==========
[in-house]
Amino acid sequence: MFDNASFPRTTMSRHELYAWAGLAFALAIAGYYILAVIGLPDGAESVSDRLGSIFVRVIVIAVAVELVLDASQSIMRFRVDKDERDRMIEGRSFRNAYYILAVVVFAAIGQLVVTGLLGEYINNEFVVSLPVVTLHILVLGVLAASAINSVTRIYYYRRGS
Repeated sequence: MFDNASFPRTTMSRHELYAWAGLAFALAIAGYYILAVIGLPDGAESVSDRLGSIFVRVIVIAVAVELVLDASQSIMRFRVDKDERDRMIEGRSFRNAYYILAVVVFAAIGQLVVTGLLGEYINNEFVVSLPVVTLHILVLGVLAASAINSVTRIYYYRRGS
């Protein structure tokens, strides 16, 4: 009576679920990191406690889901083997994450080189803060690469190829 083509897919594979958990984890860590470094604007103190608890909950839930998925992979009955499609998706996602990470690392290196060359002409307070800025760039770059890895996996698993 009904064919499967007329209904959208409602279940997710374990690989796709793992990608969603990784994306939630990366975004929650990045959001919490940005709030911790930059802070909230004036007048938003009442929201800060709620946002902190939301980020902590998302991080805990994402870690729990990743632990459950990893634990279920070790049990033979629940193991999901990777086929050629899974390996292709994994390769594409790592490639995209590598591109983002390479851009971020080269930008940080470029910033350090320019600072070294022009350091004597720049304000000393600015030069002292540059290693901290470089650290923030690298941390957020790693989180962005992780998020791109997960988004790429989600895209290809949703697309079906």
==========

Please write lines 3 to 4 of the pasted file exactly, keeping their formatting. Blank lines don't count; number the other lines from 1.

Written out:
Repeated sequence: MFDNASFPRTTMSRHELYAWAGLAFALAIAGYYILAVIGLPDGAESVSDRLGSIFVRVIVIAVAVELVLDASQSIMRFRVDKDERDRMIEGRSFRNAYYILAVVVFAAIGQLVVTGLLGEYINNEFVVSLPVVTLHILVLGVLAASAINSVTRIYYYRRGS
């Protein structure tokens, strides 16, 4: 009576679920990191406690889901083997994450080189803060690469190829 083509897919594979958990984890860590470094604007103190608890909950839930998925992979009955499609998706996602990470690392290196060359002409307070800025760039770059890895996996698993 009904064919499967007329209904959208409602279940997710374990690989796709793992990608969603990784994306939630990366975004929650990045959001919490940005709030911790930059802070909230004036007048938003009442929201800060709620946002902190939301980020902590998302991080805990994402870690729990990743632990459950990893634990279920070790049990033979629940193991999901990777086929050629899974390996292709994994390769594409790592490639995209590598591109983002390479851009971020080269930008940080470029910033350090320019600072070294022009350091004597720049304000000393600015030069002292540059290693901290470089650290923030690298941390957020790693989180962005992780998020791109997960988004790429989600895209290809949703697309079906």